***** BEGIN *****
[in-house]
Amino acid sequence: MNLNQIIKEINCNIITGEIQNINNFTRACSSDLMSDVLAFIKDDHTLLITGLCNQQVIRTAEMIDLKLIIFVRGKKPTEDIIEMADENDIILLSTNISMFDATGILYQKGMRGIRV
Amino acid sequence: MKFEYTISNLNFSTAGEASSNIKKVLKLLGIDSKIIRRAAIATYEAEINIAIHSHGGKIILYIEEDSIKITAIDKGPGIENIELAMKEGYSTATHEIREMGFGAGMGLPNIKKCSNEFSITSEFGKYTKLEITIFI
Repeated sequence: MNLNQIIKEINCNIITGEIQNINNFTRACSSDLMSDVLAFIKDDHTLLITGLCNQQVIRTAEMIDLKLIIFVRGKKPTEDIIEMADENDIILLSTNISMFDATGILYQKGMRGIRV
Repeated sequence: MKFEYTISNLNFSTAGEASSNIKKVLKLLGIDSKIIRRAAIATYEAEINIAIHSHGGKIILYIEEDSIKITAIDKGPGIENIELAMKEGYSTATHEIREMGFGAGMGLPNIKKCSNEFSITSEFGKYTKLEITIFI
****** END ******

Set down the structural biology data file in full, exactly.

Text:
[in-house]
Amino acid sequence: MNLNQIIKEINCNIITGEIQNINNFTRACSSDLMSDVLAFIKDDHTLLITGLCNQQVIRTAEMIDLKLIIFVRGKKPTEDIIEMADENDIILLSTNISMFDATGILYQKGMRGIRV
Amino acid sequence: MKFEYTISNLNFSTAGEASSNIKKVLKLLGIDSKIIRRAAIATYEAEINIAIHSHGGKIILYIEEDSIKITAIDKGPGIENIELAMKEGYSTATHEIREMGFGAGMGLPNIKKCSNEFSITSEFGKYTKLEITIFI
Repeated sequence: MNLNQIIKEINCNIITGEIQNINNFTRACSSDLMSDVLAFIKDDHTLLITGLCNQQVIRTAEMIDLKLIIFVRGKKPTEDIIEMADENDIILLSTNISMFDATGILYQKGMRGIRV
Repeated sequence: MKFEYTISNLNFSTAGEASSNIKKVLKLLGIDSKIIRRAAIATYEAEINIAIHSHGGKIILYIEEDSIKITAIDKGPGIENIELAMKEGYSTATHEIREMGFGAGMGLPNIKKCSNEFSITSEFGKYTKLEITIFI